In the US: Sundays, 9/8c, NBC
In the UK: Thursdays, 9pm, Watch. Starts March 27th
There used to be a time when I’d look forward to a show that had the name JJ Abrams attached. Even to this day, Felicity has its fans and although Alias went to seed in the second season, it was a real gamechanger and made Jennifer Garner’s career. Lost cemented Abrams’ reputation, even if he had minimum involvement with it, as did Fringe – at least in some quarters.
But largely, Abrams’ reputation rests on those shows – and it’s a foundation of sand. Look over his CV, and even if you discard the pilots he made that never saw the light of day, such as The Catch, Anatomy of Hope and Shelter, you’ll see he’s mainly produced turkey after turkey. Remember Six Degrees, Undercovers, and Alcatraz? Almost Human wasn’t exactly a tour de force, and if you’re still watching either Revolution or Person of Interest, you have my sympathies.
So now I approach any TV show with Abrams’ name attached with a fair degree of caution. To a certain extent, that’s because Abrams’ playbook has become quite clear. He stocks up the pilot with a sci-fi or fantasy scenario, fills it full of random mysteries and questions that must be answered, adds a secret organisation with answers to these mysteries of the in-world universe that have no implications at all in the real world, adds in a few ‘wow’ moments, a few martial arts fights and then, over the course of the series, slowly ekes them out, adds more mysteries, before finally revealing the largely unsatisfying answers. Not always, but that’s usually how it goes, assuming they don’t get cancelled before they’ve had a chance to reveal all.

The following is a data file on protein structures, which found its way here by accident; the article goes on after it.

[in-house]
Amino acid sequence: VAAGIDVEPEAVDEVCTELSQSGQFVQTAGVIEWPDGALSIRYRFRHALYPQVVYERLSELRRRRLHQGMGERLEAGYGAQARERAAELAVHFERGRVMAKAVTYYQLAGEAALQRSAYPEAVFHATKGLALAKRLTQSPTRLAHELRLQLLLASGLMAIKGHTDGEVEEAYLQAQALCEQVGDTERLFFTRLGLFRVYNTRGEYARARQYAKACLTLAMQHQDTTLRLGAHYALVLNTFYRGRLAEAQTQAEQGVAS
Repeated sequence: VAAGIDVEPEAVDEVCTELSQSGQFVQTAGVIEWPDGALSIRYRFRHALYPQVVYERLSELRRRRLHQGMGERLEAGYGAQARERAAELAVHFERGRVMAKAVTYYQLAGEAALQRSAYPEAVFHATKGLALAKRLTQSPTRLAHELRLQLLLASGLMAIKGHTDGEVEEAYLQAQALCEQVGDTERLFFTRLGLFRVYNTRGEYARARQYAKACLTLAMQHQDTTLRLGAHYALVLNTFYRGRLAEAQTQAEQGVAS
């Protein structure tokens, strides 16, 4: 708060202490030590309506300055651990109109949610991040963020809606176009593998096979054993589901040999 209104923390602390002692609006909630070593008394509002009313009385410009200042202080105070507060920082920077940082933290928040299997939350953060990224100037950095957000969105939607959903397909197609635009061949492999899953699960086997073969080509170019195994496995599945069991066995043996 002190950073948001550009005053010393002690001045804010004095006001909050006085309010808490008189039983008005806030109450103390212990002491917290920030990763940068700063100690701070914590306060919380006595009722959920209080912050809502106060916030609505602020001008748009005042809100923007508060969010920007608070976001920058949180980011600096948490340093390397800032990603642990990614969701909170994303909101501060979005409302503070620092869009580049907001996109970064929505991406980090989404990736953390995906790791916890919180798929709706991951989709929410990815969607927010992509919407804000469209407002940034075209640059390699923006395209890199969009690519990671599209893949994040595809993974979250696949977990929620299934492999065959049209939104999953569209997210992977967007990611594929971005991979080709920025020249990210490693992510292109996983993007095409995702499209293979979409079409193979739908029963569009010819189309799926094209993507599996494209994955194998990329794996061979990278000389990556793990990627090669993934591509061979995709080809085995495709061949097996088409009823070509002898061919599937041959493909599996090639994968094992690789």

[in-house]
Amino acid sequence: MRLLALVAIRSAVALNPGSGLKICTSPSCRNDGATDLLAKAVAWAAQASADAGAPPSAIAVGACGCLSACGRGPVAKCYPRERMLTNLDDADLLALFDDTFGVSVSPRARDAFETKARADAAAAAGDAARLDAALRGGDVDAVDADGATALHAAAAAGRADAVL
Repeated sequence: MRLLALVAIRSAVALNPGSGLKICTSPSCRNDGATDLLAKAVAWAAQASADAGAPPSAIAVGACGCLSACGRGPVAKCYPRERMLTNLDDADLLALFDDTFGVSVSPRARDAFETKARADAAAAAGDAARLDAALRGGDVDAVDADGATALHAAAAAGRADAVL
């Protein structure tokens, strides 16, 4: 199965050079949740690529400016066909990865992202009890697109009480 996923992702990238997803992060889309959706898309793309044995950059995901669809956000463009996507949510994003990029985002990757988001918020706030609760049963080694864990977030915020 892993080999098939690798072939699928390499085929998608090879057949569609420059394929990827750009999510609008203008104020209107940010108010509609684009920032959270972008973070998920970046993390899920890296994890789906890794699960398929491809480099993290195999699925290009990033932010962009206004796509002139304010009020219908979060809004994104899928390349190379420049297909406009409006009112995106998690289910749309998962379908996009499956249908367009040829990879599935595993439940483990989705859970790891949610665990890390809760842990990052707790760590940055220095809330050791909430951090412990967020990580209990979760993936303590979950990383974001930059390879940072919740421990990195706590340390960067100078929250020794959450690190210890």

So behold Believe, Abrams’ latest show in which a mysterious organisation led by Agent Dale Cooper (sorry, Kyle MacLachlan) is hunting down a young girl with secret powers over pigeons. Yes, pigeons. Oh, she can do other things, too, like predict the future and read minds. How? Good question. She just can and she might change the world as a result, so the baddies want to control her.
However, there’s another secret organisation led by Delroy Lindo that wants to protect her. So they bust a wrongly convicted death row prisoner (Jake McLaughlin from the TV version of Crash) out of jail and put him in charge of protecting her… for the rest of his life. Not the best idea in the world, you might think, so why have they done that? Well, that’s a mystery. Kind of. But it all revolves faith and belief.